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So a coworker and I are in a fairly heated debate. We are beginning a new project and we are attempting to use BDD. We are both first-timers and don't fully understand what practices should be used. We've written some specs and we are now implementing the code. Things are getting pretty tricky since there is a lot of database interaction. We are stuck on how we should mock our data. The method we were going about would require us to mock our methods instead of our data. It's easiest if I show you in code...

public static void AssignLeadToDistributor(int leadId, int distributorId)
{
    Lead lead = GetById(leadId);
    lead.DistributorId = distributorId;
    Save(lead);
}

Basically, we would have to override GetById() and Save() to return mock data for us to test this. It seems to make more sense to do it like this:

public static void AssignLeadToDistributor(Lead lead, Distributor distributor)
{
   lead.DistributorId = distirbutor.Id;
}

Then we could just mock our objects.

Clearly the second method makes it easier to test. However, the argument is that we don't want to have to fetch a new lead and distributor object on our front end code, because it would be easier to just pass the ids of our objects. Cutting down on the actual code in our front end.

Hopefully I explained that well enough.

What do you guys think? Which way makes more sense?

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Well, sure, Binary Decision Diagrams are great, but they're not the ultimate last generation thing that renders everything we knew obsolete... Oh, wait, never mind. –  Pascal Cuoq Jan 27 '10 at 0:27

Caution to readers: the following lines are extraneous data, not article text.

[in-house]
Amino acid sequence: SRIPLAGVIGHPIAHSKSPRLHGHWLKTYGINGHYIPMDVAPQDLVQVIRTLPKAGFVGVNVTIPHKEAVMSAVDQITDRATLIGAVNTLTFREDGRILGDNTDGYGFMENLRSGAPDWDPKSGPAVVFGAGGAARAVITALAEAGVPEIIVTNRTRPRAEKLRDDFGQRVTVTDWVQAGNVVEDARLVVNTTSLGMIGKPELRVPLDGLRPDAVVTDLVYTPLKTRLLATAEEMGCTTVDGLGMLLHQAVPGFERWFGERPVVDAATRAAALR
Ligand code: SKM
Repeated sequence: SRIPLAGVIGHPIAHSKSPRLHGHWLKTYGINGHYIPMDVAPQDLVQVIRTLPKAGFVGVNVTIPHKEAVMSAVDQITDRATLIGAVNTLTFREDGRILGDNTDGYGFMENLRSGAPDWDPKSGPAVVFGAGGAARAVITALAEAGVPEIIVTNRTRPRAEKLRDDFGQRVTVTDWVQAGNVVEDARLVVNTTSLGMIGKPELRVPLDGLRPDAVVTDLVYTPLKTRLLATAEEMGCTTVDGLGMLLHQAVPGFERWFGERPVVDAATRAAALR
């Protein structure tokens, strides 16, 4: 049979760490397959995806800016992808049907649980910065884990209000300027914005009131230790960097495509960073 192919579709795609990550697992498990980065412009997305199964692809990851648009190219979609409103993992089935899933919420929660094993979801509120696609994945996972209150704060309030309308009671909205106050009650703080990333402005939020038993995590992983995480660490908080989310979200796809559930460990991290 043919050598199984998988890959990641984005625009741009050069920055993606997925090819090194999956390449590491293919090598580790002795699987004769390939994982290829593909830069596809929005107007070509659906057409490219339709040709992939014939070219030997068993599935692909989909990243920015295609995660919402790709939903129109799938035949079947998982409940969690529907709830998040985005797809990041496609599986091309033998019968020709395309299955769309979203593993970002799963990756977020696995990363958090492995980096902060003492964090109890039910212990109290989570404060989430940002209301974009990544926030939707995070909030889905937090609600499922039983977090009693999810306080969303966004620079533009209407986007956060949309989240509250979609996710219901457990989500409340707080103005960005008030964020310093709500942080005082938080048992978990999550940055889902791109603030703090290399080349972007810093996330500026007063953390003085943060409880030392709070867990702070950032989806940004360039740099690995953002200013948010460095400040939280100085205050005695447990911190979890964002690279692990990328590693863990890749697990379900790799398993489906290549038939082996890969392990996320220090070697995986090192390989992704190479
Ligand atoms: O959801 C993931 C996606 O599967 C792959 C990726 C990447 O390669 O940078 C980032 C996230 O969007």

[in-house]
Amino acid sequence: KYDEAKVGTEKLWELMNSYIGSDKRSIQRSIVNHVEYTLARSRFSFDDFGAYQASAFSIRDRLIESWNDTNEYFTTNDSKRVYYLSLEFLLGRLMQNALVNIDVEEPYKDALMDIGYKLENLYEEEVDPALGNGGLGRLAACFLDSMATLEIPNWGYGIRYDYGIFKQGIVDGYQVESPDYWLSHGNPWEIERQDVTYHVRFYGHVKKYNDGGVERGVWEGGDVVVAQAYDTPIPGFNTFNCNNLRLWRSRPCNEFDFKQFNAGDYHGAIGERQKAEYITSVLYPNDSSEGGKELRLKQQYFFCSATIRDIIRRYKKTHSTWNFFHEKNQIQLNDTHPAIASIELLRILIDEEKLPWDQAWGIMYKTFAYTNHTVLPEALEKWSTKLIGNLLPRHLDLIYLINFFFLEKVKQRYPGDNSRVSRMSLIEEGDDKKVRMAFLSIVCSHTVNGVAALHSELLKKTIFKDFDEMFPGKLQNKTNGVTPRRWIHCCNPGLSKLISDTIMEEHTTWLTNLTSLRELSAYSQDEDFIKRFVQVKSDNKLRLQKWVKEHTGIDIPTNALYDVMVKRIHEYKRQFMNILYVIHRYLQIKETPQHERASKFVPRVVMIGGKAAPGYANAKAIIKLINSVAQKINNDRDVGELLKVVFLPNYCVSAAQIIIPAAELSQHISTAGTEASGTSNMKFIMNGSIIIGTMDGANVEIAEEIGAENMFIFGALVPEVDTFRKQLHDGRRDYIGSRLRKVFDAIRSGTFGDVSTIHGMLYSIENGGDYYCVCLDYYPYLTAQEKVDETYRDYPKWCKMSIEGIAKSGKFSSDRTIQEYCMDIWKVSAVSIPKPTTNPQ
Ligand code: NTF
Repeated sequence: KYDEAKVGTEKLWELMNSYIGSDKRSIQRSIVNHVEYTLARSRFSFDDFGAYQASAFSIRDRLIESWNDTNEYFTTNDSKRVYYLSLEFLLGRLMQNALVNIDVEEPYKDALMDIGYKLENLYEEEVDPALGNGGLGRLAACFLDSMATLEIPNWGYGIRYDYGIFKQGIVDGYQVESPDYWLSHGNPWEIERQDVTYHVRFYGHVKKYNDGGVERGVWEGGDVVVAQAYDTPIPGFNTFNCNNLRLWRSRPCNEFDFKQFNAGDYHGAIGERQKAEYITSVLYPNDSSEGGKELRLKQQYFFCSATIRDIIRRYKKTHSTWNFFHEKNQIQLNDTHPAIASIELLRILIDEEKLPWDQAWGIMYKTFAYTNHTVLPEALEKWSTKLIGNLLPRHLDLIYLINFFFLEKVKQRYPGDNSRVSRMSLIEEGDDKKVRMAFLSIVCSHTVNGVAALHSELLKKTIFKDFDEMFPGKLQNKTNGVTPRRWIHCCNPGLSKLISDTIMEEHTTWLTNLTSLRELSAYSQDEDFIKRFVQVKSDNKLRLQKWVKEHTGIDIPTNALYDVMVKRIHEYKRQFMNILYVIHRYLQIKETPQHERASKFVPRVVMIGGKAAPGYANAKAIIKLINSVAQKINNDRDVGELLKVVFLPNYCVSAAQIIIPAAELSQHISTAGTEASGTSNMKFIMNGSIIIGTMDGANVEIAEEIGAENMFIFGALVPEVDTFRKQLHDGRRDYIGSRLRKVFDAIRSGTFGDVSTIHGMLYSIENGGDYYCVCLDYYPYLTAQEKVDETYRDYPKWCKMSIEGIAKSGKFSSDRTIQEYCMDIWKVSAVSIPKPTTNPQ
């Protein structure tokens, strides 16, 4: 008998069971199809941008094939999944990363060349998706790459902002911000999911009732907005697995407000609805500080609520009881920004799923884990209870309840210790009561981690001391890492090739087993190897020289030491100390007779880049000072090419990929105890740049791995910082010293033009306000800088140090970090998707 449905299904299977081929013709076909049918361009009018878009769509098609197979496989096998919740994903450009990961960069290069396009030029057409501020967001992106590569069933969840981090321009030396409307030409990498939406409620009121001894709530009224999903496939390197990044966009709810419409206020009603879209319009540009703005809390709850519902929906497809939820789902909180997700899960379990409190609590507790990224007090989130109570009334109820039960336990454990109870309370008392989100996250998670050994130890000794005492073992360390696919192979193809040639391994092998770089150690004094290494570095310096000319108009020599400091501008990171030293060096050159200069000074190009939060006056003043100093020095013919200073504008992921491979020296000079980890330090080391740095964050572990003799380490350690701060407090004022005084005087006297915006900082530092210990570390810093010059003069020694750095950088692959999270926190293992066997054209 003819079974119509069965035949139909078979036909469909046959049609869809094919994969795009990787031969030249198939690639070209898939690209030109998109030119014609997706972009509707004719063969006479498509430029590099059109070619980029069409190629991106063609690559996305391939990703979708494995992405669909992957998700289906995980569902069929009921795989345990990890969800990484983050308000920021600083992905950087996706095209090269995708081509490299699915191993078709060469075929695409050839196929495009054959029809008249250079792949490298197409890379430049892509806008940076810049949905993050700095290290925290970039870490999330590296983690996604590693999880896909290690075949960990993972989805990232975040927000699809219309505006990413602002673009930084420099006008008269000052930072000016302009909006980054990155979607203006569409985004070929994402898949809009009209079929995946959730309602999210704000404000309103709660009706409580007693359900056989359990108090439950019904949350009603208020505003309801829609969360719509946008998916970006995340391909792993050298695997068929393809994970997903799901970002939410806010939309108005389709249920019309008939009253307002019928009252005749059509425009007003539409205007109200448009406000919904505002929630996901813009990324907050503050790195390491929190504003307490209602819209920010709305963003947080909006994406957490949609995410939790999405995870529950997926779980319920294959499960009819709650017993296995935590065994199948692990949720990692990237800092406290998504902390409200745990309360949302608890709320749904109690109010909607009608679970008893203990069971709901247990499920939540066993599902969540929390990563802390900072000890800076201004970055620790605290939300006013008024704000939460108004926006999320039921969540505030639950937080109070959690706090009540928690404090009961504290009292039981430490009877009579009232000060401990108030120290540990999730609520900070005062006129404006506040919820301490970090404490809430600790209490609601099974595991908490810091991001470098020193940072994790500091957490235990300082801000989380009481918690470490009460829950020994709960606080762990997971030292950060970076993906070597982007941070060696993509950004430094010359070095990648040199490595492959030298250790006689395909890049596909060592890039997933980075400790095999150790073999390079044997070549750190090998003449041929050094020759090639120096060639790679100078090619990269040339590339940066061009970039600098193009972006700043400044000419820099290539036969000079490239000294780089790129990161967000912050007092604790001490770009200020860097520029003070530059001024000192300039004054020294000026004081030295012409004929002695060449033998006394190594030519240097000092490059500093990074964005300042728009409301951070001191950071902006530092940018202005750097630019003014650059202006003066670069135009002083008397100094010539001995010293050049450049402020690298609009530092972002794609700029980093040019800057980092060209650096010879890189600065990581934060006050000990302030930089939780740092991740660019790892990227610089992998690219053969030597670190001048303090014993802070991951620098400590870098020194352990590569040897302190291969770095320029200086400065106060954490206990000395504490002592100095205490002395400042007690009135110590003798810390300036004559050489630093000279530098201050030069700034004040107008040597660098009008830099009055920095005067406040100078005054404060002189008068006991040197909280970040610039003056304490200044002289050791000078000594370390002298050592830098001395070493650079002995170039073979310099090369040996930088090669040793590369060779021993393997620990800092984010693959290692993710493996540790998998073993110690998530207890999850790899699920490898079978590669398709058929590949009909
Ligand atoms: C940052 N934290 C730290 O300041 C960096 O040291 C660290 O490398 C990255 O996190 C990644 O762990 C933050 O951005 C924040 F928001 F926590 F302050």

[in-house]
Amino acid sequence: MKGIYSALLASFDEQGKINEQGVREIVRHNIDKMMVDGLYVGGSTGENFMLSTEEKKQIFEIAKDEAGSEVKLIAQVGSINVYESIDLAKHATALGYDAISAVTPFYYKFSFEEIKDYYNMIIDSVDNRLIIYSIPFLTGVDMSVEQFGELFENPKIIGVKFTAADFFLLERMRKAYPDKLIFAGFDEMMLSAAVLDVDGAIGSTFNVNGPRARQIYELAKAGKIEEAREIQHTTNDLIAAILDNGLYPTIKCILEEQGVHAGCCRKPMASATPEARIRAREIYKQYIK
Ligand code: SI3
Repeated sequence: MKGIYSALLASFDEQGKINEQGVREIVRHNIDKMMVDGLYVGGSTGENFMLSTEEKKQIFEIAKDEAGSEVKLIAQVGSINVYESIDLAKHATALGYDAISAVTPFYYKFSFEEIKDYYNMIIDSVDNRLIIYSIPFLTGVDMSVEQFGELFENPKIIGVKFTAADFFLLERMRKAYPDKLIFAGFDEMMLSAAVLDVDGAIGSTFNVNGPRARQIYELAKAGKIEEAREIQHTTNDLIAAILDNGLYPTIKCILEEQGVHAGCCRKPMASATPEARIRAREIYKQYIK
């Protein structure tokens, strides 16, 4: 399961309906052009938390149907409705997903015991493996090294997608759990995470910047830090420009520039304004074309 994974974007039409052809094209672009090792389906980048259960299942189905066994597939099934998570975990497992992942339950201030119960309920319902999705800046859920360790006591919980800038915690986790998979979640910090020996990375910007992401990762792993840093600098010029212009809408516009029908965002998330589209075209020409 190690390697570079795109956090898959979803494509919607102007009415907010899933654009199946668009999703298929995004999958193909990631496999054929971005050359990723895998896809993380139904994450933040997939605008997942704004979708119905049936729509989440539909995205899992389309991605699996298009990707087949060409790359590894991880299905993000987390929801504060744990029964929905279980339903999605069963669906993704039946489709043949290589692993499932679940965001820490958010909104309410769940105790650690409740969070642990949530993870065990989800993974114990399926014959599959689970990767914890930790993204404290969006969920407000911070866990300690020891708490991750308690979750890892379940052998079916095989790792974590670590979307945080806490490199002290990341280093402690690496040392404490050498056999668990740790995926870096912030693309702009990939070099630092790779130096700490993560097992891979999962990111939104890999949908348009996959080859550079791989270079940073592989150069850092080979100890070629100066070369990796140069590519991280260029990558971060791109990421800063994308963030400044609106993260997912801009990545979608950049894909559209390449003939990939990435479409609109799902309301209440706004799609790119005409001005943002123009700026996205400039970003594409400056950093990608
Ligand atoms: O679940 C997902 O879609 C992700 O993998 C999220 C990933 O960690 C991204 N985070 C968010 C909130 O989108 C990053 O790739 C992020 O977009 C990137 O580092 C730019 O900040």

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3 Answers 3

up vote 3 down vote accepted

What we do in our BDD specs (executable stories), is to not mock the DB at all, but instead use an in-memory DB (SQLite in our case).

Also, we initialize the container before any scenario runs. This is because we'd like our BDD specs to mimic the real world as far as possible, while still having the speed of ordinary unit tests.

By defining our BDD specs this way, we've found the need for unit tests and integration tests decrease, and gained both increased productivity and understandability (although very subjective since you can't really measure those metrics).

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This is kind of the route we ended up going. It's working great. –  Kevin Wiskia Feb 22 '10 at 4:47
    
Super :-) We appreciate this method more and more as well. –  Martin R-L Feb 22 '10 at 10:28
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I think the biggest problem you're having is because you're using public static functions (which is usually a bad thing in OO languages).

I'd suggest moving this function to the Lead object, something like

public AssignDistributor(int distributorId) {
   this.DistributorId = distributorId;
   this.Save();
}

Easier to test, and more OO-like code =)

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I like the second method better, for the reason you stated: you can mock the parameters easily for testing. Are you using a dependency injection framework? If not then you I'd recommend you program your methods using the Dependency Injection principle anyway for more modular, and easy to test code.

And I agree with Samuel that you need to avoid using static methods whenever possible, or you'll find it very difficult to test-drive them.

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